My inner seven-year-old (well one of them) created this, inspired by the local produce department. It was very much a sort of fingerpainting with food, my favorite way to cook. That may cause problems for some of our readers, since I live in California, where things like tiny orange kumquats and cream-colored bundles of enoki mushrooms are relatively easy to find in many places.
This dish is permeated with citrus flavor from the kumquats, which are seduced by the stove's heat till they lose their tartness. The bits of beet add more color and sweetness, the slices of portobello become moist with flavor and oil, the enoki are subtle threads of flavor, and the beans perform as crispy entertainment throughout. And I just like to put artichokes in everything. They can become the focus of the dish if you pile them on top or in the center, or they can be these interesting accidental chunks of artichokiness that you have to stop and eat alone.
I tell you this not to make you jealous if your world is kumquat-free, but to explain what part each ingredient plays so that you may substitute something else. If you can find tangerines, or even cut up orange peel and slice off the pith, that might substitute well for kumquats. Artichoke hearts, non-marinated, might do if you can't find baby artichokes, or leave them out altogether. Any mushrooms would work well, although each kind brings something different to the table. Any beets, too, but be careful with red ones - they might stain the other ingredients and turn the whole thing a sort of maroon-ugly color.
Bright Citrus Stirfry
Take off the tiny stem of each kumquat and slice into thin circles. Remove any pits that come out with the slicing.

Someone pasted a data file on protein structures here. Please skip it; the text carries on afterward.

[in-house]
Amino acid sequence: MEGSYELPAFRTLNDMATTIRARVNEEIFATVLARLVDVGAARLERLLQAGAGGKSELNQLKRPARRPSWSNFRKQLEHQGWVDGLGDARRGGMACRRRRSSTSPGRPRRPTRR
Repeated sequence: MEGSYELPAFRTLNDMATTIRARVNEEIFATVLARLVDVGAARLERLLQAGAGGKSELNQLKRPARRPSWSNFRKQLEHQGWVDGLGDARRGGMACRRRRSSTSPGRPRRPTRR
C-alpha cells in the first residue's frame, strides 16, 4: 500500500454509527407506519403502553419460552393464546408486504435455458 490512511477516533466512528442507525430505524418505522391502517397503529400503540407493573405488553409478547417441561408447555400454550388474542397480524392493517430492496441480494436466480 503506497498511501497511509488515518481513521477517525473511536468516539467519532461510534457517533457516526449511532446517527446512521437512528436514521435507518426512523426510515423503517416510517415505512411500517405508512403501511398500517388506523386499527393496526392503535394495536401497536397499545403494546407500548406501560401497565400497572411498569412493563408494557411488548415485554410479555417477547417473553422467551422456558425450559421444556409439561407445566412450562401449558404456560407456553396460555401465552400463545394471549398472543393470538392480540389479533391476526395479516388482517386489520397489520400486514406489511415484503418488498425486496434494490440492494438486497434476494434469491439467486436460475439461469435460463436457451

Slice the enoki mushrooms, similarly, into short pieces. It's best, I think, to slice off just the caps first; they turn up as soft little spheres in your plate later. Then cut the rest into pieces perhaps half an inch long.
Pull out the portobello's stem - this should be easy if it's ripe. Can mushrooms be called ripe, being at best a tasty fungus? Never mind, ripe it is. Slice it, like a tiny pie, into triangular wedges.
Cut the baby artichokes into quarters. Place them in a bowl with water to cover - except that they float in it. Which is perfectly okay. Drizzle a little olive oil over them, and microwave, uncovered, on high, for seven minutes. Pull off the tougher outer leaves and eat 'em.
Cut any leaves and tail off of the beet and chop it into tiny orange-gold cubes. Yum!
You can cut or snap the beans in half, or leave them as is. I cut the wax beans in half and cooked the sugar snap peas whole.
Pour maybe a quarter-cup of olive oil into a good wide sauté pan, or if you're like me, into whatever pan you can find. Put the artichoke quarters, beet cubes, and kumquat slices in, heating gently to medium-heat until cooked. If you're feeling adventurous (since I haven't tried this addition) this would be a good point at which to add minced or sliced garlic, being careful not to burn it. Sliced would provide a milder flavor.
Cook for a few minutes, then dump all the mushrooms and beans in to join their friends. While they cook, add spices; I used dried thyme, salt, white pepper, dried basil, and a little dried dill. I would recommend adding a little paprika and/or something curry-related.
All right, I admit it.... I didn't just use salt. I used fleur de sel au thym de Noirmoutier. I cooked pretentiously.
I haven't timed this; pull it off the heat and into a storage container just before (or just as!) the color of the sugar snap beans starts to dull. Otherwise you end up back at vegetarian meals that are just brown gack.
And I meant a storage container. Just after it's made, the citrus is too tart, the flavors are too stiff. After it's mellowed for one day, it's ready to be eaten; after two days it's perfect.